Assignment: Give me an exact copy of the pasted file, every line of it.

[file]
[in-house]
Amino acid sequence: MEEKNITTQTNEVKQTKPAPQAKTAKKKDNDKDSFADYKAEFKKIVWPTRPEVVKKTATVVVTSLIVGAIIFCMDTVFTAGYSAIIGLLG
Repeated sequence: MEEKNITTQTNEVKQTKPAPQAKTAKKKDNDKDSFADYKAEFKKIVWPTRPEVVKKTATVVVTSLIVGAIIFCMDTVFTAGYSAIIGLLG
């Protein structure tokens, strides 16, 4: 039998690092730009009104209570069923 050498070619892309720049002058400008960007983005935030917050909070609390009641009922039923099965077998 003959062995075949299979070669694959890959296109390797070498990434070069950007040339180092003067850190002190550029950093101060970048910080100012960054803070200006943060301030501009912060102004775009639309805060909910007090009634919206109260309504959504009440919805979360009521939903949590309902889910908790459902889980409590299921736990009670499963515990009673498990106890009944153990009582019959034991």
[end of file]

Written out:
[in-house]
Amino acid sequence: MEEKNITTQTNEVKQTKPAPQAKTAKKKDNDKDSFADYKAEFKKIVWPTRPEVVKKTATVVVTSLIVGAIIFCMDTVFTAGYSAIIGLLG
Repeated sequence: MEEKNITTQTNEVKQTKPAPQAKTAKKKDNDKDSFADYKAEFKKIVWPTRPEVVKKTATVVVTSLIVGAIIFCMDTVFTAGYSAIIGLLG
């Protein structure tokens, strides 16, 4: 039998690092730009009104209570069923 050498070619892309720049002058400008960007983005935030917050909070609390009641009922039923099965077998 003959062995075949299979070669694959890959296109390797070498990434070069950007040339180092003067850190002190550029950093101060970048910080100012960054803070200006943060301030501009912060102004775009639309805060909910007090009634919206109260309504959504009440919805979360009521939903949590309902889910908790459902889980409590299921736990009670499963515990009673498990106890009944153990009582019959034991």